Asked if he was still the owner of Alameda, SBF skirted around the question, claiming there was a “definitional issue” following the chapter 11 process. However, he conceded that he’d owned a large chunk of the company before its collapse.
Kim Dotcom also asked SBF if any of his associates, family members, or business entities had donated to Bahamian politicians, to which Bankman-Fried claimed he did not know.
And with reports in the media that the US Department of Justice had been urged to investigate the FTX debacle, SBF was asked whether it had been in touch with him to help with the probe. But Bankman-Fried avoided directly answering the question, only saying he’s open to constructive engagement with regulatory agencies.
As to why some users could make withdrawals days before FTX went under while others could not, Bankman-Fried claimed that the freezing of withdrawals had not been a single shut-off event but had instead been staggered over a short period. He claimed that some jurisdictions in which FTX customers could withdraw, such as the Bahamas, had been open for business. In contrast, others, like Japan, had laws that required the segregation of assets, thus making it possible for users in that country to access their funds still.
FTX US was also similarly segregated from the rest of Bankman-Fried’s crypto empire, and according to him, the company is still solvent. FTX Japan and FTX US represent the few fully liquid, fully functional subsidiaries of the fallen crypto exchange.
The question that sent SBF running from Twitter space
When SBF was asked why he’d filed for bankruptcy if FTX US and several other subsidiaries were as liquid as he claimed, he called himself an “idiot” for doing so. He also blamed tiredness, bad advice from his lawyers, and pressure from certain quarters of the FTX hierarchy that weren’t acting in customers’ best interest.
This response drew a sharp retort from investment manager Lawrence Lepard, who accused SBF of being a liar.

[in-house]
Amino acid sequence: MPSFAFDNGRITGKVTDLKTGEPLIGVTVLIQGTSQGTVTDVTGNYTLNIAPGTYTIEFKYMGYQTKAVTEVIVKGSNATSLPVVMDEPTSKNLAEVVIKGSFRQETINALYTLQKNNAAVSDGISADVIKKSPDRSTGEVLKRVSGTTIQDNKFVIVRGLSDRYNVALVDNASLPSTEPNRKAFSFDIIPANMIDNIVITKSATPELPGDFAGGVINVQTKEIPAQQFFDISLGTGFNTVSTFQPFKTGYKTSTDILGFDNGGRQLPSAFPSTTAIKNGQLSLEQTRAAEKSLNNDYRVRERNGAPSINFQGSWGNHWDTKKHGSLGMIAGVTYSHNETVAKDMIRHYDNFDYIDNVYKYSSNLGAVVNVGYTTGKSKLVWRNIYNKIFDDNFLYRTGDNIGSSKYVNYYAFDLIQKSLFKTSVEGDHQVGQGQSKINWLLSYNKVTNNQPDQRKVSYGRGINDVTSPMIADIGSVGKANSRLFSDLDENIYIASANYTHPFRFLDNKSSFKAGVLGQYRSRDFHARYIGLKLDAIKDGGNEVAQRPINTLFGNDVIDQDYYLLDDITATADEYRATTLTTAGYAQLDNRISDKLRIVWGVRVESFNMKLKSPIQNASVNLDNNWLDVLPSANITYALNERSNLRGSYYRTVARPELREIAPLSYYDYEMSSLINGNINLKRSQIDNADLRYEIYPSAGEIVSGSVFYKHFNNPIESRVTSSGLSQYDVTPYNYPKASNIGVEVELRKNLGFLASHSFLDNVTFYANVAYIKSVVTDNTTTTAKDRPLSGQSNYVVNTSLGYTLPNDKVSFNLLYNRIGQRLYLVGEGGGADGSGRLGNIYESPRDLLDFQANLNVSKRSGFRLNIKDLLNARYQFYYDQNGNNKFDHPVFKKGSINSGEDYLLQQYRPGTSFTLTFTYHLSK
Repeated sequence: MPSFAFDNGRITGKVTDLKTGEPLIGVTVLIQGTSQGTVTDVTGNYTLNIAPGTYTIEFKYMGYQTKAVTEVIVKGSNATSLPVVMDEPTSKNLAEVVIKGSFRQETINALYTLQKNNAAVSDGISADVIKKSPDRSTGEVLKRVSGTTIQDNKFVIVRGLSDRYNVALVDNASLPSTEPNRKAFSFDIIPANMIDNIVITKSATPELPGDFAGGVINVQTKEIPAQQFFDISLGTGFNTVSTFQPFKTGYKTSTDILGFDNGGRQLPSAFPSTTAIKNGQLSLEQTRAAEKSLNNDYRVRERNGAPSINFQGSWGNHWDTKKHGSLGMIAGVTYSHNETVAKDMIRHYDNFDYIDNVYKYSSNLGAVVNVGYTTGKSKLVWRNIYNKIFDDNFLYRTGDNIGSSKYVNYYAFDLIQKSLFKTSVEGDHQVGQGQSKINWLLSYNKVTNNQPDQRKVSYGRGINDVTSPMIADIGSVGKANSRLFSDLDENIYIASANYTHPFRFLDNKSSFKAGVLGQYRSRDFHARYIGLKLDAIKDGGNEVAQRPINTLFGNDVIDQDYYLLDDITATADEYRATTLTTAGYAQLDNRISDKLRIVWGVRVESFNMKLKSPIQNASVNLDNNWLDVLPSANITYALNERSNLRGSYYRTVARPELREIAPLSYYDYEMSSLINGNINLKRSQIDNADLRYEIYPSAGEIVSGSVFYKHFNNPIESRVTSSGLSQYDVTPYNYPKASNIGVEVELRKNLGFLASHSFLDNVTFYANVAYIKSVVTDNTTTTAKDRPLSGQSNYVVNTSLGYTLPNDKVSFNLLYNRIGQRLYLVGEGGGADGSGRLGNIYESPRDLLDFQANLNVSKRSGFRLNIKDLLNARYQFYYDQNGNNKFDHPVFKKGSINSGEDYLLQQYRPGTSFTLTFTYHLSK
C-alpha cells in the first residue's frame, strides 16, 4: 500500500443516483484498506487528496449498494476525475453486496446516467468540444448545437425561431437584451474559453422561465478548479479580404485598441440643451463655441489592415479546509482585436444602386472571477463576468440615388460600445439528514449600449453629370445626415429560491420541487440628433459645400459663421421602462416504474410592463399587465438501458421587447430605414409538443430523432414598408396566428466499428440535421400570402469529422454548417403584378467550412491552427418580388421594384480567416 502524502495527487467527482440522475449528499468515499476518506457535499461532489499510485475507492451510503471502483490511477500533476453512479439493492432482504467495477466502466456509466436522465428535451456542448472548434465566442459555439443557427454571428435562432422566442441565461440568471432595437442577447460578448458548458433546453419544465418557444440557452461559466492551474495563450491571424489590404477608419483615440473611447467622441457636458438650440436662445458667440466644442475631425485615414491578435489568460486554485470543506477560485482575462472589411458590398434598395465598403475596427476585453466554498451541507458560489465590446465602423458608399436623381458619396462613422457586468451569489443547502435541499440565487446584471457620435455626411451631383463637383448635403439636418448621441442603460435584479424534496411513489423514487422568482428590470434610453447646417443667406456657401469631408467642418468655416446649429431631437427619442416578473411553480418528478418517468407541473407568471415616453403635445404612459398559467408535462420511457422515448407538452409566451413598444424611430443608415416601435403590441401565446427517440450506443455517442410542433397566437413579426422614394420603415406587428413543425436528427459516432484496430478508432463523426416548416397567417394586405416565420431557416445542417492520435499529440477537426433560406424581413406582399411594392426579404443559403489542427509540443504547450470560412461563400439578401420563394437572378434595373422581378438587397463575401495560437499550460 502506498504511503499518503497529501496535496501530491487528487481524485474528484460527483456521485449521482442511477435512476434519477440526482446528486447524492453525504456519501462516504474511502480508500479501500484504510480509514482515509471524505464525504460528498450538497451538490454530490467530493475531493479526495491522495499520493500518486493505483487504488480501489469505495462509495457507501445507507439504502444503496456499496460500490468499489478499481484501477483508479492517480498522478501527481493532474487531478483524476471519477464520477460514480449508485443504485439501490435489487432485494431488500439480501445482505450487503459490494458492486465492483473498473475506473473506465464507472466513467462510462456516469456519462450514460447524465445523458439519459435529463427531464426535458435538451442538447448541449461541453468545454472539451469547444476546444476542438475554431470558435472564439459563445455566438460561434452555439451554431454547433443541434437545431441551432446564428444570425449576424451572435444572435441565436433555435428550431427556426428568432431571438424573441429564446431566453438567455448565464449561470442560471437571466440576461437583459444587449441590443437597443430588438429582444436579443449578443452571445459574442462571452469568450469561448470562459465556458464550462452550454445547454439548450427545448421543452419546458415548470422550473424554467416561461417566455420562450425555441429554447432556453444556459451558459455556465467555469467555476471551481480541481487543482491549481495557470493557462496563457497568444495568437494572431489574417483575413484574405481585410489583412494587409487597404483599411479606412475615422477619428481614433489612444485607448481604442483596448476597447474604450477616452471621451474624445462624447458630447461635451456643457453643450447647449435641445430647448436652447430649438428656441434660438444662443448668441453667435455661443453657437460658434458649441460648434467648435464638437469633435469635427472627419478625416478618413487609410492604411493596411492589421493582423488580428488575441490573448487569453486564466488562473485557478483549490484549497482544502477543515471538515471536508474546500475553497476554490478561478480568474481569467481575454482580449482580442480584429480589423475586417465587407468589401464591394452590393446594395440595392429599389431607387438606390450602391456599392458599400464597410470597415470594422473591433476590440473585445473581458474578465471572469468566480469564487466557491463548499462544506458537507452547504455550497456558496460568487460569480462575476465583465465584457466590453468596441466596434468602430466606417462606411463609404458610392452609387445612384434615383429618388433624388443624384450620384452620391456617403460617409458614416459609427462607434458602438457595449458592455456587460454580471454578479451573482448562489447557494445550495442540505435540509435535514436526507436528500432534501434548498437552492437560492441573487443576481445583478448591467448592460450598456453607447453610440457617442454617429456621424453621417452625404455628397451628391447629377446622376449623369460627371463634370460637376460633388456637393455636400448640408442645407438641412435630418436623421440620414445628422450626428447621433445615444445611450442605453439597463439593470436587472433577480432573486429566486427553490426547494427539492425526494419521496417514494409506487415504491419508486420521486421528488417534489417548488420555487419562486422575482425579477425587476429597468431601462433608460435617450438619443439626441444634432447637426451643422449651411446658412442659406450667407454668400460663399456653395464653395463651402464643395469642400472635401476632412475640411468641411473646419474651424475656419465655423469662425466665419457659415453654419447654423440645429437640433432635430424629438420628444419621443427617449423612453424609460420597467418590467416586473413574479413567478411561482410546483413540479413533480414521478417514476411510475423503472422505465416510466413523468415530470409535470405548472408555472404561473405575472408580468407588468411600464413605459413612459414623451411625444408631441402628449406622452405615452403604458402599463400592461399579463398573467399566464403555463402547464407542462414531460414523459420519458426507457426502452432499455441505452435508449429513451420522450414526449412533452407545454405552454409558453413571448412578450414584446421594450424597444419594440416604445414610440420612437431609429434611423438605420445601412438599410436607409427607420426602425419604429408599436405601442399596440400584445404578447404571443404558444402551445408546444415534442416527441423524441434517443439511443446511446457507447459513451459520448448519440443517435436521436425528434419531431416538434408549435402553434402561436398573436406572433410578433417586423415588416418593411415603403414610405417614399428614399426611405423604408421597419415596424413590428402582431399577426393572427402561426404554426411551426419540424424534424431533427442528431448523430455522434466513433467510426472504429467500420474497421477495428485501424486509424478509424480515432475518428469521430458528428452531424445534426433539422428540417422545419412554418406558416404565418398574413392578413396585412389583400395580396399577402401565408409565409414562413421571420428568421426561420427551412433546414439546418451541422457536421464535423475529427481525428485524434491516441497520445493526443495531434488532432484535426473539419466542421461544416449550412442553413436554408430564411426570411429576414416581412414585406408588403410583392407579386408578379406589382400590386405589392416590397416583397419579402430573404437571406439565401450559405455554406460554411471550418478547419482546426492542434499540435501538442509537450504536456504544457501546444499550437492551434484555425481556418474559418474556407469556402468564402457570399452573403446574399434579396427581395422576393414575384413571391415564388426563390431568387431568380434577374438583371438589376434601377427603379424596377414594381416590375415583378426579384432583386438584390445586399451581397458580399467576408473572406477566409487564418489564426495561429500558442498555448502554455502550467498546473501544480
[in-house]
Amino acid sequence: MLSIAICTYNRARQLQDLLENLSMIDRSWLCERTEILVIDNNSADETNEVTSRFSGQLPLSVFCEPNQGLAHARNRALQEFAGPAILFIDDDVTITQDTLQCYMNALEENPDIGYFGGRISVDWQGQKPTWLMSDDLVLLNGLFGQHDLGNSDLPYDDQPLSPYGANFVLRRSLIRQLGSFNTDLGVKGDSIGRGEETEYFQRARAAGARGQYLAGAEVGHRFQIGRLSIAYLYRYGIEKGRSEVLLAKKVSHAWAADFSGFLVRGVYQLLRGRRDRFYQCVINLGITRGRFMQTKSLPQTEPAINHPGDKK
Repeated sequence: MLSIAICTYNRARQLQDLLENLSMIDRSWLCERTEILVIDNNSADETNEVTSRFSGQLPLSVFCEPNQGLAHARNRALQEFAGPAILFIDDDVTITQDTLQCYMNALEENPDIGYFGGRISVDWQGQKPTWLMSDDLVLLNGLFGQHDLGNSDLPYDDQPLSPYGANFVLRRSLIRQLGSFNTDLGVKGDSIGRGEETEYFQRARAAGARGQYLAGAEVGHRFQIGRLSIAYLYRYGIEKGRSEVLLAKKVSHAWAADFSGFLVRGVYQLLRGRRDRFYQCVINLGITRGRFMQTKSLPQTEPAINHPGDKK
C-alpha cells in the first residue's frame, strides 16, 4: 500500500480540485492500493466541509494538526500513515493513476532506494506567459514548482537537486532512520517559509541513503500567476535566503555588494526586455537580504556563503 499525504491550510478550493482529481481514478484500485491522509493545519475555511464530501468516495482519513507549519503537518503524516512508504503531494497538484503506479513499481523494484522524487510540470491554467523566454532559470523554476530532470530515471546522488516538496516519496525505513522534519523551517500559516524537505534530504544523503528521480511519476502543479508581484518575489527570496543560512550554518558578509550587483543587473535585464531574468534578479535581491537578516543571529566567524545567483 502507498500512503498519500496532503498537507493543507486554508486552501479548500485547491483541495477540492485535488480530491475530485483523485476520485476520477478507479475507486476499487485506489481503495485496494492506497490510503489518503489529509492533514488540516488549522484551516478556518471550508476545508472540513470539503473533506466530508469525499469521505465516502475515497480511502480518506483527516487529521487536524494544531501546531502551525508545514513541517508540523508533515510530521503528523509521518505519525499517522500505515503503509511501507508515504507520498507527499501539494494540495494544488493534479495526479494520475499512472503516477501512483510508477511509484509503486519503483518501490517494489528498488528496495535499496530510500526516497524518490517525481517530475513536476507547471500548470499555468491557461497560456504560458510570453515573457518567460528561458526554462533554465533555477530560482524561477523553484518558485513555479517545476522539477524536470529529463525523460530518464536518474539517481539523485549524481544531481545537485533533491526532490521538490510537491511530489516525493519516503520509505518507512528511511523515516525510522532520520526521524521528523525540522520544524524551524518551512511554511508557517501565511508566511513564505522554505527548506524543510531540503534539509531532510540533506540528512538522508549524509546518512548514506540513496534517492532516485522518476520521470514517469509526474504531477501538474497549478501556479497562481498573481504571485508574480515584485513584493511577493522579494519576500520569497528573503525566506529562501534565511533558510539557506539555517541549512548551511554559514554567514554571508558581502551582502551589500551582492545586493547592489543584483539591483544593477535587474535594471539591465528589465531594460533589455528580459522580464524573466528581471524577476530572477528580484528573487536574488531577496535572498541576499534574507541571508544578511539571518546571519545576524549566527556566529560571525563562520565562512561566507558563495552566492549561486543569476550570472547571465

But the question that had SBF scurrying came from self-styled internet detective Coffeezilla, who asked SBF whether he’d transferred any funds to FTX.US before the bankruptcy to create a plausible defense strategy for himself. Instead of answering, SBF suddenly declared that he had other pending matters and hopped off the space.
Crypto Twitter was not amused by SBF answers
SBF’s humdrum non-answers didn’t go down too well, with many of those listening in on the conversation. For instance, his refusal to confirm whether or not FTX regulatory officer Dan Friedberg had been present on the day of bankruptcy declaration caused Bitboy creator Ben Armstrong to throw in a few pointed questions of his own regarding Friedberg for good measure.
In a series of tweets, Armstrong wanted SFB to explain what he knew of Friedberg’s manipulation of CEL tokens, among other alleged underhanded misdeeds.
Crypto trader Tanner Thomas claimed she’d rather “listen to nails against a chalkboard” than let Bankman-Fried give half-hearted explanations for his actions.
Another Twitter user, @ItsSatsWise, accused Bankman-Fried of being evasive and giving scripted, robotic answers. SatsWise chalked down the SBF’s recent media drive to a PR stunt.
On his part, @Special_Kay32 called out SBF for exposing his “incompetent, malicious, and poorly run” business empire.
But the disdain wasn’t only reserved for Bankman-Fried; Citizen Journalism platform Autism Capital labelled the speakers “unprofessional and infuriating.” They were particularly unimpressed by Chet Long’s questions to SBF and essentially said the only reason the former FTX CEO came onto the space was that he knew the hosts weren’t smart enough to pin him down.
SBF has become such a pantomime villain in the crypto community that NFT artist Beeple just dropped a new piece depicting him fighting with Kanye West for the title of “biggest piece of sh*t.”
To understand how bad this is for SBF, Kanye West, who officially changed his name to YE, is currently one of the most unpopular and unhinged people on the internet after he went on an hours-long rant praising Hitler and defending the Nazis.
Following the outburst, Kanye’s Twitter account was suspended. It seems West’s comments were too much even for Elon Musk’s new laissez-faire attitude towards expression on the microblogging website. And that’s the man Sam Bankman-Fried is being measured against.